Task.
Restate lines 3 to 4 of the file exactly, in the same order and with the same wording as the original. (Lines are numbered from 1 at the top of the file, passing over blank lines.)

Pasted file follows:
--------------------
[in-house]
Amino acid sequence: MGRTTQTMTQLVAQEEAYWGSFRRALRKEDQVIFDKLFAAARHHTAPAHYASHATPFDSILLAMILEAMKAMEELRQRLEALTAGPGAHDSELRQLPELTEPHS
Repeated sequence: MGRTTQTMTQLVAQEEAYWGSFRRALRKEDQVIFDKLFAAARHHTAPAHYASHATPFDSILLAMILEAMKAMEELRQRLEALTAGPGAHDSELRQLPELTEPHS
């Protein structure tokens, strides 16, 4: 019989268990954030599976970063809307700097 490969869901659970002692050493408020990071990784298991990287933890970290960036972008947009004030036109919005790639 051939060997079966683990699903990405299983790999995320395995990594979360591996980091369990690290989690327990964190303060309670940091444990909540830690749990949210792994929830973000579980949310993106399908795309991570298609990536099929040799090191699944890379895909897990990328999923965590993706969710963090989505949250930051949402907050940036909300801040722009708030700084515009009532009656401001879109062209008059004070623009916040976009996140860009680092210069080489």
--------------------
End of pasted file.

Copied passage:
Repeated sequence: MGRTTQTMTQLVAQEEAYWGSFRRALRKEDQVIFDKLFAAARHHTAPAHYASHATPFDSILLAMILEAMKAMEELRQRLEALTAGPGAHDSELRQLPELTEPHS
């Protein structure tokens, strides 16, 4: 019989268990954030599976970063809307700097 490969869901659970002692050493408020990071990784298991990287933890970290960036972008947009004030036109919005790639 051939060997079966683990699903990405299983790999995320395995990594979360591996980091369990690290989690327990964190303060309670940091444990909540830690749990949210792994929830973000579980949310993106399908795309991570298609990536099929040799090191699944890379895909897990990328999923965590993706969710963090989505949250930051949402907050940036909300801040722009708030700084515009009532009656401001879109062209008059004070623009916040976009996140860009680092210069080489």